Hongkongers need to better understand the health risks of our modern diet
Bernard Chan says change can't come without awareness of the problem
We naturally enjoy foods with sugar or salt. Sugars from fruit and other sources are essential to the way our bodies generate energy. Salt is needed to regulate the balance of fluids in our bodies. However, we can have too much of a good thing. Too much sugar can lead to obesity, diabetes and tooth decay. Too much salt can increase blood pressure and raise the risk of strokes, heart disease and other problems.
There is some debate about how much is too much. Some experts recommend that we basically view refined sugar as a poison. Meanwhile, recent American news reports have suggested that official guidance on salt intake may be unnecessarily cautious.
Several facts are clear. Modern diets, especially processed foods, have high levels of salt and sugar. The health problems they create can add up - so obesity from too much sugar plus high blood pressure from too much salt means a significantly higher risk of heart trouble. And many Hong Kong people today are likely to be at risk.
Last month, the secretary for food and health set up the Committee on Reduction of Sugar and Salt in Food. I have been appointed chairperson, and other members are from the medical, academic, education and food sectors. Our job will be to recommend ways to encourage everyone to eat safe levels of salt and sugar, and examine how to reduce the high amounts now found in some foods. Other parts of the world have already done much work on this, and we have an international panel of advisers to help us learn from others' experience.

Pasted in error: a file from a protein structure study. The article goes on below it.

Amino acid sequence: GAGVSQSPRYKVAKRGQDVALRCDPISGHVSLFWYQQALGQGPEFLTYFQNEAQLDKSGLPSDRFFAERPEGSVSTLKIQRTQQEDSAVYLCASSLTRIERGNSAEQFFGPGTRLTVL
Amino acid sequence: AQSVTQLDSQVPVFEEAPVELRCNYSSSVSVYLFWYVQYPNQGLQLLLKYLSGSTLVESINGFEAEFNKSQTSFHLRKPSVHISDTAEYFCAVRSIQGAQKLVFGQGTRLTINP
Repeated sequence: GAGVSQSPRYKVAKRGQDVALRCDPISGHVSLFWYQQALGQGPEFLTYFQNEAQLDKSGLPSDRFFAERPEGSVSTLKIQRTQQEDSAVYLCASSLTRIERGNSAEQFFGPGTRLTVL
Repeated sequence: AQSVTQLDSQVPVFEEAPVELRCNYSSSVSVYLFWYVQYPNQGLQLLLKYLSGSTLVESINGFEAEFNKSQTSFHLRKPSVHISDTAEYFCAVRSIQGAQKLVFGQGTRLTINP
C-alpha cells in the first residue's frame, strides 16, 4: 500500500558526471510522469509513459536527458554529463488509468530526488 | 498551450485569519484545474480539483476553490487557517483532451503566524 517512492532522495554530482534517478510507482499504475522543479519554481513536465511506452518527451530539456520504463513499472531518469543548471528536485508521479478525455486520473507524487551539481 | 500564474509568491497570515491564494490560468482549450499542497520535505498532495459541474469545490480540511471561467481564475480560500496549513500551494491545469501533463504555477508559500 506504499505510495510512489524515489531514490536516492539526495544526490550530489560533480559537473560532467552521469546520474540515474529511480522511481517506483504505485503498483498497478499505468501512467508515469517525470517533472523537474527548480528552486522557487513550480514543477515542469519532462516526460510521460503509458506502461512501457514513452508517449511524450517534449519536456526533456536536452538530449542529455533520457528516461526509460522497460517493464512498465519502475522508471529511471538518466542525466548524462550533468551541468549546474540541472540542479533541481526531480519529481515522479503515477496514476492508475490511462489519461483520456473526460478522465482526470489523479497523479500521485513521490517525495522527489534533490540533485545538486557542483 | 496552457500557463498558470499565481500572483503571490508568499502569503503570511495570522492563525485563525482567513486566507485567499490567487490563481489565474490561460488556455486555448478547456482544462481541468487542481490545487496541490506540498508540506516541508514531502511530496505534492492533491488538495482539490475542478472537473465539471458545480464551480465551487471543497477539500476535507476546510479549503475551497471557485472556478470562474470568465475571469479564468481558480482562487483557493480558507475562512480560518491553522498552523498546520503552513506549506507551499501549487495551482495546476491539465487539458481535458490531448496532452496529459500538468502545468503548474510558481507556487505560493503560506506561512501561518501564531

I have a personal interest in this area. Following health problems of my own when I was younger, I have paid serious attention to my diet, weight and blood pressure. To policymakers, keeping society healthy is an economic issue. But to all of us as individuals and families, it is a matter not just of livelihood but of happiness.
I also have some experience of the regulatory angle. As a lawmaker, I was chairman of the Legislative Council subcommittee for new nutritional labelling regulations in 2007-08. It was clear then that we were dealing with far more than just a business-versus-consumers issue, and I think that is also going to be the case with sugar and salt.
One thing we need to do is get more detailed information about Hong Kong people's current intakes. Past surveys of certain population groups in Hong Kong suggest that some people eat too much salt, and research shows that many common products like instant noodles, school lunch boxes and processed fruit juice have very high levels of salt or sugar. Surveys also show that a third of over-55s have high blood pressure, and over a third of those between 18 and 64 are overweight or obese.
This is not about suddenly slashing salt and sugar levels in foods. Not only the industry but consumers themselves would resist that. The World Health Organisation has a target of reducing salt intake over 10 years, which sounds far more realistic. Nor is this about totally avoiding soy sauce, ice cream or whatever you enjoy. Healthy moderation is the aim.
The key thing will be to make sure that everyone has access to knowledge and information about diet and health. For example, how many of us realise how much sugar and salt are in canned vegetables or bread? We also need to encourage people to monitor their weight, blood pressure and other indicators over time, so they can adjust their diets as they age.
Hopefully, we can ensure that the next generation grows up with more awareness of how refined sugar and salt can cause harm, and how to avoid eating too much of them. As someone who in his younger days ate too many instant noodles, I know for myself that healthy eating in modern times is something we need to be taught.
Bernard Chan is a member of the Executive Council